Dodo - Me personally, I felt it was inevitable. There’s a lot of growing pains when teams get together for the first time. I had to make sure to fix everything. I had one on one meetings with the players. But in the later weeks we started to feel good. Everything got hashed out. Bond was stronger.


What were the things you focused on the most when you were trying to get the team out of that slump?


Cain - The biggest thing we focused on is just figuring out the problem in our plays and communications… Just needed to find the answers. All these players are capable of fixing problems. Fixing relationships. Plays. It was possible.


Do you feel you grew as a coach during the season as well?


Cain - I definitely improved a lot throughout the season. I learned a lot about being the leader. Being in the center of everything. Obviously, I have a lot of regrets. But as a whole, I learned a lot as a coach. Instead of just game knowledge, there’s other things that need to be learned to be a good coach.


What are some of the things that make a good coach?


Cain - There are two things. The first is the relationship and how you treat the players. All five players have different personalities and there needs to be a different style of coaching for each of them. Even for the same message, there is a different tone or style I need to use for each player. Making sure I realize what these players want and need. Then, secondly, last year I was focusing a lot on winning matches - shortsighted. This year I wanted to look further on improving the team over the split. Not just the match in front of me. That was a part I learned and improved a lot on - seeing the bigger picture.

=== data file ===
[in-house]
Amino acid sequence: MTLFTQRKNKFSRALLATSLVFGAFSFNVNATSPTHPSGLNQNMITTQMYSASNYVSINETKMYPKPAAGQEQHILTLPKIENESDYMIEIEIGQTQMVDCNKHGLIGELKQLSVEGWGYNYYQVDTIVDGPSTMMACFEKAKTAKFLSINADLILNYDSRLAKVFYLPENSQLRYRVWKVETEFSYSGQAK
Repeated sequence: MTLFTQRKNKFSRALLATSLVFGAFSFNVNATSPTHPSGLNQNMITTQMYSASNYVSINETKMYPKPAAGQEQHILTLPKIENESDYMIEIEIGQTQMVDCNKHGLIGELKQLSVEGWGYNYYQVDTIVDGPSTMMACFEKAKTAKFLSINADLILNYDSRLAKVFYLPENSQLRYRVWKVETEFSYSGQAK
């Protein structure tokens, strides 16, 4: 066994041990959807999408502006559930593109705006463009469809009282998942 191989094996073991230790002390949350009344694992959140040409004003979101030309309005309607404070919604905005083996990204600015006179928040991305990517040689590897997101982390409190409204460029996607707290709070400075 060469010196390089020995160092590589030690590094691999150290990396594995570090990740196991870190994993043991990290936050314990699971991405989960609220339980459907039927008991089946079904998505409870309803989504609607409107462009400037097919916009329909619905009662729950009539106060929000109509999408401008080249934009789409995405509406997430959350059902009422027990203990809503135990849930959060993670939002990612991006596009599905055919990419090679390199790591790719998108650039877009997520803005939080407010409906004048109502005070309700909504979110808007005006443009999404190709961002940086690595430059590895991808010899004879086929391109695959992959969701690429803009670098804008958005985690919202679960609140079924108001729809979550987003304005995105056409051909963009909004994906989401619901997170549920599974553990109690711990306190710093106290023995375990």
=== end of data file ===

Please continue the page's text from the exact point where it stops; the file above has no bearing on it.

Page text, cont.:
Do you feel you have learned a lot from each other?


Cain - He helped me a lot. Dodo helped me by giving me a lot of ideas. He sacrificed his own time to help me manage the team.


Dodo - We both benefit each other a lot. I learned so much about the game from him. He thinks about the game a lot. I try to help out with the structure and talking to the guys, but I have learned so much about the game and making sure those messages are getting through to the players.


What are you most excited about, going into Worlds?


Cain - Winning the whole thing!


I feel like I already know Cain’s answer, but what is the team’s goal going into Worlds?


Cain - I want to focus on winning every game.


Dodo - Just making sure we show everyone what we got.


What is your goal at Worlds, as a coach?


Cain - I want to reach semis. But besides results-based goals, as a coach you just want to make sure your coaching style works at Worlds. I’ve been focusing on these five players throughout the year. There are things I wanted to improve on. If we win, that proves my coaching worked. It would give me a good sense of achievement as a coach.


Dodo - We want to show our strength to everyone. We don’t want to play scared. We want to play to win, instead of playing not to lose.


Cain - North America as a region didn’t have a good showing in the past Worlds. This is my first time going into Worlds as a coach, and I just want to have a good showing as the best NA team going into Worlds. I want to show how strong we are as a team, and as a region. I want to finish strong.


Writer // Olivia Richman